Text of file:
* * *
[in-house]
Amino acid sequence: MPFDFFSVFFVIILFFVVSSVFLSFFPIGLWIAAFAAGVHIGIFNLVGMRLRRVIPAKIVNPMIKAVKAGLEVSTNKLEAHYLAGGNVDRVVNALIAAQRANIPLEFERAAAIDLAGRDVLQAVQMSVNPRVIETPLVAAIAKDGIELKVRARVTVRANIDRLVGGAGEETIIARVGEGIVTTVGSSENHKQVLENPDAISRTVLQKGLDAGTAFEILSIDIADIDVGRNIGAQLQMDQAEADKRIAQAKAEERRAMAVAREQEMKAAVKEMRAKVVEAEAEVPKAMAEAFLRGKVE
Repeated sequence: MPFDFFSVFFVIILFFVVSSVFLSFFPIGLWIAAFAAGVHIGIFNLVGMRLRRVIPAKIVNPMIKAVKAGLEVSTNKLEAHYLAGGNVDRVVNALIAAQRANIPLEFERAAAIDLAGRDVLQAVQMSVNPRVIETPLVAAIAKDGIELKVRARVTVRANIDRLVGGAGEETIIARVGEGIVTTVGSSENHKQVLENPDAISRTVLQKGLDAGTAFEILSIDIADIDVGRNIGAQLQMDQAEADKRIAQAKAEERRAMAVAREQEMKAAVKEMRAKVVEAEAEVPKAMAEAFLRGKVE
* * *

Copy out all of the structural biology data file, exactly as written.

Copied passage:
[in-house]
Amino acid sequence: MPFDFFSVFFVIILFFVVSSVFLSFFPIGLWIAAFAAGVHIGIFNLVGMRLRRVIPAKIVNPMIKAVKAGLEVSTNKLEAHYLAGGNVDRVVNALIAAQRANIPLEFERAAAIDLAGRDVLQAVQMSVNPRVIETPLVAAIAKDGIELKVRARVTVRANIDRLVGGAGEETIIARVGEGIVTTVGSSENHKQVLENPDAISRTVLQKGLDAGTAFEILSIDIADIDVGRNIGAQLQMDQAEADKRIAQAKAEERRAMAVAREQEMKAAVKEMRAKVVEAEAEVPKAMAEAFLRGKVE
Repeated sequence: MPFDFFSVFFVIILFFVVSSVFLSFFPIGLWIAAFAAGVHIGIFNLVGMRLRRVIPAKIVNPMIKAVKAGLEVSTNKLEAHYLAGGNVDRVVNALIAAQRANIPLEFERAAAIDLAGRDVLQAVQMSVNPRVIETPLVAAIAKDGIELKVRARVTVRANIDRLVGGAGEETIIARVGEGIVTTVGSSENHKQVLENPDAISRTVLQKGLDAGTAFEILSIDIADIDVGRNIGAQLQMDQAEADKRIAQAKAEERRAMAVAREQEMKAAVKEMRAKVVEAEAEVPKAMAEAFLRGKVE